Soviet Jews in World War II: Fighting, Witnessing, Remembering

Soviet Jews in World War II: Fighting, Witnessing, Remembering

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Edited by Gennady Estraikh & Harriet Murav

Series: Borderlines: Russian and East-European Jewish Studies
ISBN: 9781618113139 (hardcover), 9781618118165 (paperback)
Pages: 270 pp.
Publication Date: April 2014

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This volume discusses the participation of Jews as soldiers, journalists, and propagandists in combating the Nazis during the Great Patriotic War, as the period between June 22, 1941, and May 9, 1945 was known in the Soviet Union. The essays included here examine both newly-discovered and previously-neglected oral testimony, poetry, cinema, diaries, memoirs, newspapers, and archives. This is one of the first books to combine the study of Russian and Yiddish materials, reflecting the nature of the Jewish Anti-Fascist Committee, which, for the first time during the Soviet period, included both Yiddish-language and Russian-language writers. This volume will be of use to scholars, teachers, students, and researchers working in Russian and Jewish history.

Gennady Estraikh is associate professor of Yiddish studies, Skirball Department of Hebrew and Judaic Studies at New York University. He is the author of Yiddish in the Cold War (2008), In Harness: Yiddish Writer's Romance with Communism (2004), Soviet Yiddish: Language Planning and Linguistic Development (1999) and the co-editor of Translating Sholem Aleichem: History, Politics, and Art (2012) and 1929: Mapping the Jewish World (2013).

Harriet Murav is professor of Slavic Languages and Literatures and Comparative and World Literature at the University of Illinois at Urbana-Champaign. Hey studies of Dostoyevsky, Russian law and literature, and twentieth century Russian and Yiddish literature are complemented by her most recent monograph, Music from a Speeding Train: Jewish Literature in Post-Revolution Russia (2011). She is the co-editor of Jews in the East European Borderlands: Essays in Honor of John Klier (2012).


The perpetrator-bystander-victim model that has by and large dominated Holocaust scholarship is challenged by the appearance of Soviet Jews in World War II: Fighting, Witnessing, Remembering, a collection of essays that examines the role of Soviet Jews as heroes during what the Soviets called the Great Patriotic War. Although the essays in the book cover different types of texts, they are united by a similar set of concerns ... demonstrating that in addition to the breadth of essays present here on the subject of the Holocaust in the Soviet context, the entire Soviet epoch ... is a treasure-trove waiting to be discovered and explored.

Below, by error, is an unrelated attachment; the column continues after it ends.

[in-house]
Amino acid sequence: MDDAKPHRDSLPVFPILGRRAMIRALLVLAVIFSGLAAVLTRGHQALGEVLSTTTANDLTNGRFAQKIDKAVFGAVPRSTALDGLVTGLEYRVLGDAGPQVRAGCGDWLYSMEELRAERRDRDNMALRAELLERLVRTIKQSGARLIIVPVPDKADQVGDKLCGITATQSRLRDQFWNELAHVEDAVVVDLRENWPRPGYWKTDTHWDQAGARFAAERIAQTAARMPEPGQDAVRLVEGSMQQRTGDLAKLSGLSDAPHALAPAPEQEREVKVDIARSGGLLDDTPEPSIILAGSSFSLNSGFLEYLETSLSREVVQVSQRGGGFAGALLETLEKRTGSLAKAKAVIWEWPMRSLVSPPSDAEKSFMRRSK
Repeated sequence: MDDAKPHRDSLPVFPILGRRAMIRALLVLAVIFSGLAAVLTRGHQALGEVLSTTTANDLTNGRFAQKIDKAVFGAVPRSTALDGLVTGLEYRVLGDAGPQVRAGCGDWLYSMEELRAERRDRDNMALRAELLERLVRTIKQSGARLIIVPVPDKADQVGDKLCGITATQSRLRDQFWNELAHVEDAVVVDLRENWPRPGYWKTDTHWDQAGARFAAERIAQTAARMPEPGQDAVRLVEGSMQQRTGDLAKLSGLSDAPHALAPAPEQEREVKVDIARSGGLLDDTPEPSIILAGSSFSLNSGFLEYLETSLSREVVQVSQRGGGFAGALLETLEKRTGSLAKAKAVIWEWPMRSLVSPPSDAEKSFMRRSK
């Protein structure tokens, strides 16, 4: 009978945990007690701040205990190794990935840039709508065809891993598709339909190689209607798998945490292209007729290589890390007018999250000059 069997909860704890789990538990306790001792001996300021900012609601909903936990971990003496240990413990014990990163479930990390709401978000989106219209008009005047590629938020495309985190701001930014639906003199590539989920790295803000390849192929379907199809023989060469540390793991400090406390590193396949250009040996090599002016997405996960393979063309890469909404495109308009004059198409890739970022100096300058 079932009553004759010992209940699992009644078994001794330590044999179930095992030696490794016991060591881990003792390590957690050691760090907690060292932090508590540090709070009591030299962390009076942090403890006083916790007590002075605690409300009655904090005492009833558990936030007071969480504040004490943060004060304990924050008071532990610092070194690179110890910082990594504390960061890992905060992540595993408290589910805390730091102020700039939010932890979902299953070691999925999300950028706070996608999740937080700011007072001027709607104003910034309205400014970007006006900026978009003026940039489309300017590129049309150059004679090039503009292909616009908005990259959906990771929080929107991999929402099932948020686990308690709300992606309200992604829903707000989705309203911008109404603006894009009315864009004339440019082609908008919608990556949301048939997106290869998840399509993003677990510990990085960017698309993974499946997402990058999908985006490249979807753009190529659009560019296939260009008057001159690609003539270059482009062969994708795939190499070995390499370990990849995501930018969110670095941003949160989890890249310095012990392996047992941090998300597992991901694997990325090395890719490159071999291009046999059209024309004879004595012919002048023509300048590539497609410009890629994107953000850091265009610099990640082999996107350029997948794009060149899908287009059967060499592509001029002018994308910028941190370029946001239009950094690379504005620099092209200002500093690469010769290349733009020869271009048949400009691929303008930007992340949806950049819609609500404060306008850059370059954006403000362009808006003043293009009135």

— Naya Lekht, University of California Los Angeles, Slavic and East European Journal 60.4 (Winter 2016)
One of this volume’s most significant achievements is that it contains material that will help educators teach about the Soviet Jewish experience as part of undergraduate courses on the Holocaust. Beautiful translations of Erenburg letters, Selvinskii’s and Slutskii’s poems, and Mikhail Romm’s accounts . . . are among the most valuable key texts, which will change the way the Holocaust is taught in North America. The combination of thorough analysis of new sources with the publication of primary materials make this volume a must-have for anyone interested in Soviet Jewish history and the Holocaust.
— Anna Shternshis (University of Toronto), Slavic Review
This collection tells stories of Jews in World War II which are practically unknown in the West. These stories are not about the Warsaw Ghetto or Auschwitz, but about Soviet Jewish soldiers, partisans, intellectuals and artists, men and women who fought in the bloodiest battles that the world has known. Drawing on a wide variety of little-known sources, such as private letters, archival documents, memoirs, newspaper reports, novels, poems, photographs and film, this book paints a vivid and dramatic picture of human suffering and heroism.
— Mikhail Krutikov, University of Michigan
An impressive introduction to new sources and groundbreaking methods in the study of Soviet-Jewish experience during the Second World War. The studies combine an impressive range of critical and historical approaches with solid learning.
— Olga Litvak, Clark University
The essays range far and wide.
— Sheldon Kirshner, for and The Times of Israel

Table of Contents

Gennady Estraikh and Harriet Murav

Part 1: Histories
Chapter 1. Mordechai Altshuler, “Jewish Combatants of the Red Army Confront the Holocaust” 
Chapter 2. Joshua Rubenstein, “Ilʹia Ehrenburg and the Holocaust in the Soviet Press” 
Chapter 3. Oleg Budnitskii, “Jews at War: Diaries from the Front” 
Chapter 4. Gennady Estraikh, “Jews as Cossacks: A Symbiosis in Literature and Life” 
Chapter 5. Arkadi Zeltser, “How the Jewish Intelligentsia Created the Jewishness of the Jewish Hero: The Soviet Yiddish Press” 
Part II: Representation, Documentation, and Interpretation
Chapter 6. Marat Grinberg, “Foreshadowing the Holocaust: Boris Slutskii’s Jewish Poetic Cycle of 1940/41” 
Chapter 7. Harriet Murav, “Poetry After Kerchʹ: Representing Jewish Mass Death in the Soviet Union” 
Chapter 8. Olga Gershenson, “Between the Permitted and the Forbidden: The Politics of Holocaust Representation in The Unvanquished (1945)
Chapter 9. David Shneer, “From Photojournalist to Memory Maker: Evgenii Khaldei and Soviet Jewish Photographers” 
Chapter 10. Memoirs:
a. Boris Slutskii, “The Story of Gershelʹman, a Jew”
b. Mikhail Romm, “The Question of the National Question, or
A Rally for a Genuinely Russian Cinema” 
c. Anatolii Rybakov, “A Novel of Memoirs”
Chapter 11. Zvi Gitelman, “Afterword: Soviet Jews in World War II: Experience, Perception and Interpretation”